Kids learn a lot about the world in a very short period of time. By the age of two or three-years-old, most children have learned to walk and climb, to carry on a conversation and to explore the world around them. They know the definition of an inside voice and when they can press the limits on its proper use. They know the joy of playing with friends and even the struggle of learning to share.

As adults we pride ourselves in our knowledge and experience, but what if we’re missing out on some of the most fascinating ways to learn because we have exchanged the wonder of a child’s perspective for a tangible check off our to-do list? When adults learn, new pieces of information pass through a lens of prior beliefs and experiences. We build knowledge against the backdrop of what we already know. When we make a decision about a particular project at work or on a dress to wear out, we assess based on the risks, costs and calculations of each option.

Even though we give so much of our lives to work, we frequently hold a pessimistic attitude about it. We accept negative connotations surrounding the word, calling it the daily grind. We see it as a necessary evil and live for the weekend. Pretty soon the job we may have always wanted becomes muted and disappointing.

orange hat

Children don’t work. Children play, and play has an entirely different set of connotations. Children play wherever they go — in the car, in a grocery store or at school. Child’s play is truly the art of finding. They seek information from whatever they can get their hands on, and each item is studied and searched for possibilities. Through the eyes of a child, a storage box becomes a secret world and a piece of asphalt becomes a mystical, magical jewel.

Children don’t work. Children play, and play has an entirely different set of connotations.

The average child, instead of being bound by social niceties and responsibilities, learns through the freedom to explore and be creative. Alison Gopnik, Professor of Psychology at University of California at Berkeley describes play this way, “They’re doing something without really having a specific goal, without having to worry about if it’s going to be productive or not…They notice anything that’s interesting or that changes or that they might learn from in their own environment.”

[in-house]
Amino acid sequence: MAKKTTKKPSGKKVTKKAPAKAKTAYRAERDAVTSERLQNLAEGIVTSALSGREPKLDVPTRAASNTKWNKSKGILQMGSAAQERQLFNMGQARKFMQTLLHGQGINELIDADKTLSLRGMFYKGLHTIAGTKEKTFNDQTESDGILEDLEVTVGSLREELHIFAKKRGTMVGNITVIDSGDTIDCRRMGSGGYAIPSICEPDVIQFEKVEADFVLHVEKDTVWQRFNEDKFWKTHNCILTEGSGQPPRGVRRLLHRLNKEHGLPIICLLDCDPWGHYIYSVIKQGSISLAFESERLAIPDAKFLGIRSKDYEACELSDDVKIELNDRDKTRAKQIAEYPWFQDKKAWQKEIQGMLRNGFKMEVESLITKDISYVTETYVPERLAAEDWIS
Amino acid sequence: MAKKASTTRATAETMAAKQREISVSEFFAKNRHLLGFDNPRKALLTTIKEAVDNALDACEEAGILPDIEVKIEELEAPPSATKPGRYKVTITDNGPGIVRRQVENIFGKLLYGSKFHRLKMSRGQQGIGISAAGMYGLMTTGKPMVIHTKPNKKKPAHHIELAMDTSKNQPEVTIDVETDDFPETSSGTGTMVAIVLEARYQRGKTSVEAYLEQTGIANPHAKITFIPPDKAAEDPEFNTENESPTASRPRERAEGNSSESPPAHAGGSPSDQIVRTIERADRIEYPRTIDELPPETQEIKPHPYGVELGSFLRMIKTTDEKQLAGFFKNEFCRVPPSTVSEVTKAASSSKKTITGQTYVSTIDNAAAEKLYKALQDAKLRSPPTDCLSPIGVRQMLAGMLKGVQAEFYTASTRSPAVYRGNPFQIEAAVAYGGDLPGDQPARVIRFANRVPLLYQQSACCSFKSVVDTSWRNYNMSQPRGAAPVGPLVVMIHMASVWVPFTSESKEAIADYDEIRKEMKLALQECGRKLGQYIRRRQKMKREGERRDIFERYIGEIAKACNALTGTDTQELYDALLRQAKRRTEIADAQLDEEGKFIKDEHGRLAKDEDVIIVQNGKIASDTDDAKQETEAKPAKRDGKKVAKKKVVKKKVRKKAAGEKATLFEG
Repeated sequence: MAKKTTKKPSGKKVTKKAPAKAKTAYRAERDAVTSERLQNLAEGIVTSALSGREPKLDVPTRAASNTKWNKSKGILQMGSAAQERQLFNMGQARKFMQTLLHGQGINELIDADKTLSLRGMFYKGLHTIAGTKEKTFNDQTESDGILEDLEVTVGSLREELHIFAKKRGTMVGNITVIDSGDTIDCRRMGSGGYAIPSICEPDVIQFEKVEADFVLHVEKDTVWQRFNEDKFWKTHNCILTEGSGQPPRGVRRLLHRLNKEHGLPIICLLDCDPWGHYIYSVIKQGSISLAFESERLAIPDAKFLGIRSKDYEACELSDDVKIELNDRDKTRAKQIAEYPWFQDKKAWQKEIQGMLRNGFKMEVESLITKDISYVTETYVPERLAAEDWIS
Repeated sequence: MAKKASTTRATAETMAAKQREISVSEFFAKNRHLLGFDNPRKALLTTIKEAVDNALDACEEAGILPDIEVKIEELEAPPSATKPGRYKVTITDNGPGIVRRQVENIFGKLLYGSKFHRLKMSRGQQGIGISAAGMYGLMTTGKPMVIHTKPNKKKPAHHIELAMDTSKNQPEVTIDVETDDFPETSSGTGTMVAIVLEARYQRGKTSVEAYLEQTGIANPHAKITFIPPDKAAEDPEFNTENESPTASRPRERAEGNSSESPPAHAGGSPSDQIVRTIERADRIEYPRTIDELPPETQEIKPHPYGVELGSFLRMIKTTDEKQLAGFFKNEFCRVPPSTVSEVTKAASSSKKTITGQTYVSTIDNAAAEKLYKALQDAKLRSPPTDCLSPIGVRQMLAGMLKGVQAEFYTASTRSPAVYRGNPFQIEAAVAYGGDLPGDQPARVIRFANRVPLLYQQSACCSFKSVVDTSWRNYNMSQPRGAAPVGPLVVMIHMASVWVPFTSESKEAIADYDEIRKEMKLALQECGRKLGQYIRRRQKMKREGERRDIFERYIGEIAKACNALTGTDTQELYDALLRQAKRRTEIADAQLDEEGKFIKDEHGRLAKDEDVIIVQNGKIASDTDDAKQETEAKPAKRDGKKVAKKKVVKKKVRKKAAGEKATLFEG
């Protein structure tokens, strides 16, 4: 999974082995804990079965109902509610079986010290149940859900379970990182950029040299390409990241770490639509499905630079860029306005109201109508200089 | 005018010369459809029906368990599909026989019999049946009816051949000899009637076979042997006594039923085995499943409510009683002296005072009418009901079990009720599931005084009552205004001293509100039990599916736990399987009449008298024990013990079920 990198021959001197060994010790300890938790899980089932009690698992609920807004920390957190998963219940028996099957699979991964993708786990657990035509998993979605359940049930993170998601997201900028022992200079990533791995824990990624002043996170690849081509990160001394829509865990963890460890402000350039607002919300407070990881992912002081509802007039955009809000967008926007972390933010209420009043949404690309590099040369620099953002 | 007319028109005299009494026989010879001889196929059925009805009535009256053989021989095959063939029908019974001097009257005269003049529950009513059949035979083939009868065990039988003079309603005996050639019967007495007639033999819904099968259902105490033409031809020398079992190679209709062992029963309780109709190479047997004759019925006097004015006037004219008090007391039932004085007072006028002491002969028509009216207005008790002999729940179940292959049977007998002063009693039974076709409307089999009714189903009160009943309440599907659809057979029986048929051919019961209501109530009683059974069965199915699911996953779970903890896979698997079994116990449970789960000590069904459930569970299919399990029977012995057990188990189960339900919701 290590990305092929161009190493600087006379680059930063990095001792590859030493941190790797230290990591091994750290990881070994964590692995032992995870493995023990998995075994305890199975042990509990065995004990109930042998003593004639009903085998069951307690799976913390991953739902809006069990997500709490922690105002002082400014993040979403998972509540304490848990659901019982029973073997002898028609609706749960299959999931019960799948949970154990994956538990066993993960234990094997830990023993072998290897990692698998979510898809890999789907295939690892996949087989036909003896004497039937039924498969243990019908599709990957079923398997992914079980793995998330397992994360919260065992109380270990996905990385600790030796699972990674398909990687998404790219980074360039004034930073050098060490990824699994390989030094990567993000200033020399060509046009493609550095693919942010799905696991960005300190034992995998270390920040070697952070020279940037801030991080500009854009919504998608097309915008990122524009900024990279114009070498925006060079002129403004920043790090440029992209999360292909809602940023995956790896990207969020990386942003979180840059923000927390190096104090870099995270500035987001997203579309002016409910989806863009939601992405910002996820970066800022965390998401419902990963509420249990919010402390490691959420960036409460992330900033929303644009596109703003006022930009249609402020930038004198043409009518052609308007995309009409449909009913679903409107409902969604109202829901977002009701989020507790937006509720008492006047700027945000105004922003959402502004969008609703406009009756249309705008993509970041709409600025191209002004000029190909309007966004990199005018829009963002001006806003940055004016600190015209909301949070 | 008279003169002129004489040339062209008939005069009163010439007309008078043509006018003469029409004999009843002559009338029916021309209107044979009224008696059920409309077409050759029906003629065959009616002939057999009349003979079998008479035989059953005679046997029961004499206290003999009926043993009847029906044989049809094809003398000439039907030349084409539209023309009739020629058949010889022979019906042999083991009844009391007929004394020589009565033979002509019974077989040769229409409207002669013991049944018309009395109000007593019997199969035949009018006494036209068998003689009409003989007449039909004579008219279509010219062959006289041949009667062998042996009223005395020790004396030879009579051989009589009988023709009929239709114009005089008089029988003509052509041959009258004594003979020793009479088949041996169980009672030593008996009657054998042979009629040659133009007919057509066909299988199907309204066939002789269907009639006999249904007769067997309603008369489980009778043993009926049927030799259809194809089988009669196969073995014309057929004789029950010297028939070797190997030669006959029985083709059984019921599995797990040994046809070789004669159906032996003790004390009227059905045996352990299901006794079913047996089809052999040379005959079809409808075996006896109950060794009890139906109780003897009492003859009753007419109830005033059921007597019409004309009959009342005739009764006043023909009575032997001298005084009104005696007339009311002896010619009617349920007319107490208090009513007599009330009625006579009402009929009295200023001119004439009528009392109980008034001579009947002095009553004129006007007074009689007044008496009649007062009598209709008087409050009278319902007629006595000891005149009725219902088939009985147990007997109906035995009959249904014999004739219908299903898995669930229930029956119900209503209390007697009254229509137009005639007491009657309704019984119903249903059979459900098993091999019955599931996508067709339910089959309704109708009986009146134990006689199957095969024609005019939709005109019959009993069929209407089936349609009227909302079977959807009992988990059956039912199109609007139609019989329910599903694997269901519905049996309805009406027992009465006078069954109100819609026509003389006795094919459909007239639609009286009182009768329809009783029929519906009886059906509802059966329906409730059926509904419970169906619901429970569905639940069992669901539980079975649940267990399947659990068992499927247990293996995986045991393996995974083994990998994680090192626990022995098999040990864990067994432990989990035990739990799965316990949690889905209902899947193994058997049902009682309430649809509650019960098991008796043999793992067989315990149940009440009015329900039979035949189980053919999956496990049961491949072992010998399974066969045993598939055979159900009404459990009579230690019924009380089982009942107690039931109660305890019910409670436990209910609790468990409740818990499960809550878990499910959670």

The need for discovery and a sense of wonderment about the world pushes children to ask questions and search for answers like a mini-scientist. They want to know for the sake of knowing. Steve Levitt, co-author of Think Like a Freak, suggests, “the beauty of thinking like a child…is that sometimes doing things differently and simply and with a kind of joy and triviality leads you to a really special place that as an adult you don’t get to go very often.”

So how do we get to that place? How do we once again learn like a child?

Create margin.

Build space into your schedule for play. A schedule full of focused goals without wiggle room is a schedule without freedom to explore.

Get outside.

The beauty of the world in any season offers more new opportunities to learn than we find inside our homes.

Practice observation.

Take a minute to absorb the world around you. Watch children. See how they dawdle. They look at the smallest details like a ladybug on a flower petal. Discover what catches your eye and ask questions.



Children don’t sit in coffee shops and chat with friends over lattes. They run. They climb. They yell. Be active with friends and family. Doing something new together will bring a unique bond of exploration to deepen any relationship.

Put your phones down.

Instead of looking everything up online, try to experience it for yourself. Cultivating a mentality towards experiment is part of the childhood way. Children also play with whatever friends are available. Engage on social media later and explore your here and now.

Possess an attitude of excitement.

Look for ways to see your work as play. Believe life can be full. If a three-year-old can be excited to help her mom put clothes in the washing machine, we can love and learn from even the most tedious tasks around us.

When we have fun with life, when we’re so interested in a project we work hard simply because we love it, when we pursue exploration of our surroundings, then we become part of a world we somehow lost. Let’s discover it again.

Are you more of a “work to work” or a “work to discover” person?

**Pssst. We’re diving deep into this idea of childlike joy and wonder in our upcoming spring issue. Have you pre-ordered your copy yet?**

Images via Alex Ry


  1. True to what you said, play has different connotations depending on how you apply it. Personally, when it comes to work and productivity, I know that I sometimes get drowned in concentration and focus, so much that I skip meals and not having time to take a break even just a few minutes. Being a working Mom with kids that are homeschooling, and as an aspiring blogger and social media enthusiast, it’s really hard to juggle things two at a time so I need to focus my role and finish the whole task in one setting first before switching to another role.
    I think it’s a matter of how you incorporate play while doing your routine that makes you stay away from burning out. Like a child, things aren’t just about getting things done, but also enjoying as you work things out.

  2. Was literally just writing about this, this week! I think I’m typically a work to work person and feel the need to be productive constantly but children just feel the need too find and do for the sake of it. I have a 2.5 year old constantly exploring and discovering everything, when I’m not exhausted by it I find it inspiring. We get outside a lot, but I need too practice observation and having excitement more often. thank you for a heartwarming piece!


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